28.  Accountancy work in the UK operates within a statutory regulatory framework only in relation to company audit and insolvency work. The professional accountancy bodies impose their own requirements on members, requiring them to observe appropriate regulations and byelaws, including a code of ethics. A body may take disciplinary action against members who fail to meet the requirements on them. The sanctions available to the bodies are fines and/or exclusion from membership.

  29.  The most significant recent change to these self-regulatory arrangements has been the introduction of a new framework for the oversight of the regulatory activities of the accountancy bodies. This followed concerns within parts of the accountancy profession itself about the appropriateness in a contemporary context of "pure" self-regulation, and responded to a commitment in the 1997 Labour Party Business Manifesto for independent regulation of the profession. An agreement between the Government and the six chartered accountancy bodies in 1998 led to the establishment of the Accountancy Foundation and its related bodies. These arrangements are summarised at paragraph three above. It is too early to assess the impact, but the UK model has attracted a number of favourable comments from overseas jurisdictions, including the US. Although funding comes from the accountancy bodies, the Foundation and the Review Board include no practising members of the accountancy profession and there are non accountant (or in the case of the APB, non auditor) majorities on the other boards. The Government has made clear that it will review these arrangements after five years.


  30.  The 1990s also saw the development of a series of non-statutory codes of best position on corporate governance culminating in the Combined Code. This sets out good practice in the structure and operation of boards of listed UK companies, including the relations between shareholders, directors and auditors. Whilst there is no requirement to comply with the Code, the Listing Authority (now the FSA) requires listed companies to disclose the extent to which they comply and explain non compliance. Most recently—from the end of 2000—following the Turnbull Report, a company's directors must report to shareholders on the effectiveness of their internal controls and their procedures for risk management.


  31.  The table at Annex A[22] shows a summary of the Regulatory System for:

    I.  Company Law (relevant parts only).

    II.  Securities Regulation.

    III.  Corporate Governance.



  32.  On 27 February, the Secretary of State for Trade and Industry announced the setting up of a group to ensure that there was a co-ordinated and comprehensive programme of work by individual regulators to review the UK's current regulatory practices for statutory audit and financial reporting. The collapse of Enron and the resulting concerns over financial reporting and the role of the auditors have focused attention, amongst other regulatory issues, on our own corporate governance arrangements, including the relationship between companies and their auditors and financial reporting requirements. Although all the factors involved in the Enron case are unlikely to emerge for many months, we want to be clear that the regulatory regime in the UK, for financial reporting and audit, continues to be effective and provides appropriate underpinning for strong and efficient national and international capital markets.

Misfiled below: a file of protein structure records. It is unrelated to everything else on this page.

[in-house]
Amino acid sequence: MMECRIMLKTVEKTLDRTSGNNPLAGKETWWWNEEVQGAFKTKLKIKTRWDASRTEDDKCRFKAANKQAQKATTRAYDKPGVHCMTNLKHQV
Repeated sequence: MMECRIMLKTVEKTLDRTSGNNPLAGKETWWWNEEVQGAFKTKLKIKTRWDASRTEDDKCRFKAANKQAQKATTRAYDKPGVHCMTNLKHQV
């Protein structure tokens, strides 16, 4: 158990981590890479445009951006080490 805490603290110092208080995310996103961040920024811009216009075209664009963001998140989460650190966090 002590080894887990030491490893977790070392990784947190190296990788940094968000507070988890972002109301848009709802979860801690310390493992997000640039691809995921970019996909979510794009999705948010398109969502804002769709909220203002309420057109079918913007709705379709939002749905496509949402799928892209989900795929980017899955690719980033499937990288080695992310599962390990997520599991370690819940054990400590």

33.  Some of the main issues that have been raised in relation to accounting and audit are as follows:

    —  the adequacy of the existing ethical standards of the professional audit bodies in ensuring the independence of auditors, and in particular whether they provide sufficient underpinning independence where auditors also provide non audit services to audit clients;

    —  a possible requirement (for some or all companies) for the mandatory rotation of audit firms; or for the mandatory re-tendering for company audit; or for a strengthening of existing requirements for the rotation of the audit partner;

    —  the need for more detailed disclosure in company accounts of the fees paid to the auditors for audit and non audit services;

    —  the role of the Audit Committee in relation to the appointment of auditors and the purchase by the company of non audit services from the auditor;

    —  the implications for accounting standards in the UK;

    —  the implications for auditing standards in the UK.

  34.  There are a number of important factors to take into account in addressing such issues. The first is that they can no longer be seen simply in a UK context. As markets become increasingly global, careful account must be taken of what is happening elsewhere in Europe, in the US, and more widely. Secondly, while there are significant differences between the US and UK systems, it would be complacent to suggest that the UK is immune to the problems highlighted by the collapse of Enron. Third, much has changed for the better in the UK in recent years in terms of accounting and auditing standards, the regulation financial services business, and the regulatory framework for auditors and accountants. Fourth, it is also the case that much of the work relevant to the concerns raised by Enron was in progress before the collapse of Enron.